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Thread started 07/31/18 7:58am

lonelyalien

Prince as an engineer

Was just wondering what is known about prince's engineering abilities in the studio did he actually get behind the desk much or was he using professionals for most of his music. I literally know nothing about this is he credited as engineer on any of his tracks?

I'm just like everybody else I need love.....and water.
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Reply #1 posted 07/31/18 8:10am

jjam

The Dirty Mind album solely credits him (aka Jamie Starr) as engineer. Not exactly an audiophile experience, that album.

Many of my favourite albums aren't exactly well recorded though. It's more about the vibe and music for me, which I think we can safely say that Dirty Mind, There's A Riot Goin On (Sly) and A Wizard, A True Star (Rundgren) have in abundance.

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Reply #2 posted 07/31/18 8:35am

lonelyalien

jjam said:

The Dirty Mind album solely credits him (aka Jamie Starr) as engineer. Not exactly an audiophile experience, that album.

Many of my favourite albums aren't exactly well recorded though. It's more about the vibe and music for me, which I think we can safely say that Dirty Mind, There's A Riot Goin On (Sly) and A Wizard, A True Star (Rundgren) have in abundance.

cool i didnt know that.

I'm just like everybody else I need love.....and water.
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Reply #3 posted 07/31/18 11:53am

mtlfan

Someone else here will know the source, but apparently one of Prince's engineers reported that in some instances more was done to mix his music than he ever knew (or would have wanted to know).

What else did Prince engineer himself?

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Reply #4 posted 07/31/18 12:54pm

PeteSilas

like many fans, it never made much difference to me, prince once said all his 80's music was poorly mixed. Interesting statement, some truth to it. just listening to some of his contemporaries like Jam and lewis' control, you can hear how much more effort went into making the drums really crack, Prince's perfectly great drum tracks never sounded like that, but did it really make a difference? nah, not to me anyways.

Prince.org: With fans like these he didn't need haters.
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Reply #5 posted 07/31/18 1:46pm

RodeoSchro

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IIRC, there's some pretty good information on this subject in Duane Tudahl's book. I don't know if he was considered good or bad - he was just considered Prince. He did it the way he thought was best.

Second Funkiest White Man in America

P&R's paladin
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Reply #6 posted 07/31/18 1:52pm

PeteSilas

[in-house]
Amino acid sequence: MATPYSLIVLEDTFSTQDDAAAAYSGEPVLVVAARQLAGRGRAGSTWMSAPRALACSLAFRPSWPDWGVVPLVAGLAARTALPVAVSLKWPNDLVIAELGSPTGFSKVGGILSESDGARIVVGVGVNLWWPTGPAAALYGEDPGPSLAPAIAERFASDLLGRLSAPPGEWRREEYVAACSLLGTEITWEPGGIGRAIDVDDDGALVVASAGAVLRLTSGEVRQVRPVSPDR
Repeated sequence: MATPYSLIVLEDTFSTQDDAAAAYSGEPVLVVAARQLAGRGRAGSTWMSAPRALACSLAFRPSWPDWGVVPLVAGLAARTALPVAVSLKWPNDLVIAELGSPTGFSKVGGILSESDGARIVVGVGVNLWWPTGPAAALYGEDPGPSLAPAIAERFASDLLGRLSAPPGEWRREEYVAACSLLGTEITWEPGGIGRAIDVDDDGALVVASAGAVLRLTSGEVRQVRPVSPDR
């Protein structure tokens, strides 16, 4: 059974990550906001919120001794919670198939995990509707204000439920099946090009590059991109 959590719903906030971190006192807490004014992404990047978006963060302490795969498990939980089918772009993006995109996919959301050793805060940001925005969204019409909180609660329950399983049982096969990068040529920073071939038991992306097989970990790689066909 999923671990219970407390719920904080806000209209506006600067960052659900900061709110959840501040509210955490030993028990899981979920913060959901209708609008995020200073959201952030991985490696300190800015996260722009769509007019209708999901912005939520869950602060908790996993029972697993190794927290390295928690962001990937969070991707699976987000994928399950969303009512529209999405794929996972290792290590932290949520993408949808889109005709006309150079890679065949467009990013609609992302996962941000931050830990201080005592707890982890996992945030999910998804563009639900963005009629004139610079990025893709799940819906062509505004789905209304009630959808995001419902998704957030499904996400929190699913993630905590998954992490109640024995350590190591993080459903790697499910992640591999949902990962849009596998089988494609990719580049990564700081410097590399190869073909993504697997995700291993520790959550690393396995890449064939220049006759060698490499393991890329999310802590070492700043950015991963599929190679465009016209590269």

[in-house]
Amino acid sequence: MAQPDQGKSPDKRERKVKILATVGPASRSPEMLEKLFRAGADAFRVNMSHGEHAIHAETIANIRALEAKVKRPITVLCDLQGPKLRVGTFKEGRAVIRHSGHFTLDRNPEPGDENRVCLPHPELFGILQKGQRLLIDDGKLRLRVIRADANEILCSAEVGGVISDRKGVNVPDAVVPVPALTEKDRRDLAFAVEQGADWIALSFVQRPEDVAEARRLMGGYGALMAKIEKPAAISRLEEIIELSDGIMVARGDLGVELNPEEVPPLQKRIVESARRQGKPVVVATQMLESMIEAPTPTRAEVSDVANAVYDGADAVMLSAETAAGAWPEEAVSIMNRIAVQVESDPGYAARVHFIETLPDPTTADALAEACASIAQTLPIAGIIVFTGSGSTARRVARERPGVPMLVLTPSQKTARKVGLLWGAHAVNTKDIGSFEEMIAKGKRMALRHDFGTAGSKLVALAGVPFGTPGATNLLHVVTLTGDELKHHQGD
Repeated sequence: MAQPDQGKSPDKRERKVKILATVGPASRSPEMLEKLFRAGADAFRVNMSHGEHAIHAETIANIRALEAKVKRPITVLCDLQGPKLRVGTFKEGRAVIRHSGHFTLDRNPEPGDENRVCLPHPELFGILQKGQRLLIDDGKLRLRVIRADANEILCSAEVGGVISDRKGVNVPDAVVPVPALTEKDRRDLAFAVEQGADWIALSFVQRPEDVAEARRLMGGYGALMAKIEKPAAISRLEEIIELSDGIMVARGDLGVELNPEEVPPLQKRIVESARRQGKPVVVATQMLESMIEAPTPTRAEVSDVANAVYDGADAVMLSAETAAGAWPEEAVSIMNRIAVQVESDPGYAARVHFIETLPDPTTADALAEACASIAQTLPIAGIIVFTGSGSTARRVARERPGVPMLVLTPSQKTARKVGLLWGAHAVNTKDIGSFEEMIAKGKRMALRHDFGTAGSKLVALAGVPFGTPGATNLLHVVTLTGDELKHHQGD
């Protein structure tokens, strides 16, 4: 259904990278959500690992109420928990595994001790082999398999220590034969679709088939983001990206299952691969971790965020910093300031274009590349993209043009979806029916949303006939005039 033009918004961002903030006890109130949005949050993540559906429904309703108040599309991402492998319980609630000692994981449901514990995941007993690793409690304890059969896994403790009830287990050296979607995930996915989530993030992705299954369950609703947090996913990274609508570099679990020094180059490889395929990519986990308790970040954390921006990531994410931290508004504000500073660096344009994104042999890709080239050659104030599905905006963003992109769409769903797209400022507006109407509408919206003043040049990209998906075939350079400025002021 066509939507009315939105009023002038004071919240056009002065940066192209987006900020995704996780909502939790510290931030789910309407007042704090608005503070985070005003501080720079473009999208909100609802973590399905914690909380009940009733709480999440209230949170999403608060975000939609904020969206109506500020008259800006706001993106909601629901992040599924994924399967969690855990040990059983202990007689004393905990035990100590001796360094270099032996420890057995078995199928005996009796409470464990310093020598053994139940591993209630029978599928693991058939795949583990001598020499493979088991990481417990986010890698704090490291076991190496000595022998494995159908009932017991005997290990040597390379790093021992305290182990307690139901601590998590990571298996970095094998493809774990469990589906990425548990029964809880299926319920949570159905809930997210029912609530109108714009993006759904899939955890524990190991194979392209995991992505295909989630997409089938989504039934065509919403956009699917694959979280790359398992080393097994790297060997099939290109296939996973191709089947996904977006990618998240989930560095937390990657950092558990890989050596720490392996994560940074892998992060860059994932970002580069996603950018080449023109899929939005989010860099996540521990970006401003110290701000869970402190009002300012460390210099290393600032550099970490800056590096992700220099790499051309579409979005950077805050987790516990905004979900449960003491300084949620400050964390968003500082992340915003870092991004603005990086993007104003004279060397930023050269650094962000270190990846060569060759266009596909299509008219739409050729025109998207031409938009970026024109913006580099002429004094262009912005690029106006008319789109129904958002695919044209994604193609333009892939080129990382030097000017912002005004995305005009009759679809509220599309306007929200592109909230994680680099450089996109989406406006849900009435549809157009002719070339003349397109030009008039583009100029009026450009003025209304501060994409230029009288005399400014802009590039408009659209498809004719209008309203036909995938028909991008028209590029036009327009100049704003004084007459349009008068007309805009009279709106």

lonelyalien said:

jjam said:

The Dirty Mind album solely credits him (aka Jamie Starr) as engineer. Not exactly an audiophile experience, that album.

Many of my favourite albums aren't exactly well recorded though. It's more about the vibe and music for me, which I think we can safely say that Dirty Mind, There's A Riot Goin On (Sly) and A Wizard, A True Star (Rundgren) have in abundance.

cool i didnt know that.

ya, the sly album was called "muddy" but it added to the music to me, it reflected his life at the time. a great rock critic, can't think of his name now, thought the 70's production was too good, he stated real rock music was heard best on cheap speakers, he's right, listen to the great 50's songs, they come through just fine.

Prince.org: With fans like these he didn't need haters.
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Reply #7 posted 07/31/18 10:56pm

BlueShakooo

Where are the "Prince was the greatest engineer ever"-comments? wink
"Don't get too serious, it's just a dream."
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Reply #8 posted 08/01/18 8:22am

scorp84

He wasn't the most meticulous of engineers when it came to the sonics of his records. Jimmy Jam once said that he recorded his music at ridiculous volume levels(waaaayyyyyy too loud).

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Reply #9 posted 08/01/18 9:20am

bonatoc

avatar

jjam said:

The Dirty Mind album solely credits him (aka Jamie Starr) as engineer. Not exactly an audiophile experience, that album.

Many of my favourite albums aren't exactly well recorded though. It's more about the vibe and music for me, which I think we can safely say that Dirty Mind, There's A Riot Goin On (Sly) and A Wizard, A True Star (Rundgren) have in abundance.


That, I won't ever be able to understand.

If Prince is ever to be considered a Genius, it's from his sound.
You have no idea how much this was exactly how he wanted to sound.
This shit has so much personality and intent...
It's the spirit of punk.

It's an audiophile experience beyond comparison.
But maybe you're the Emancipation or TGE type, the ones where you can smell the flying faders. Yuck.

If we go that way, London Calling sounds poorly too.
And don't start me with the Kinks, or Jimi. or Janis.
It's 8 tracks, not fucking Lexicons and Eventides and shit.

Dirty Mind was recorded like Nebraska.
It's pure, and it's the very birth of the Minneapolis sound.
The Book.

It's supposed to be dirty. It's Punk'n'Funk.
"And suddenly... Groupies!"

Go grab the flac'd vinyl.
Put it on 11.
Don't skip my SKipper's tracks.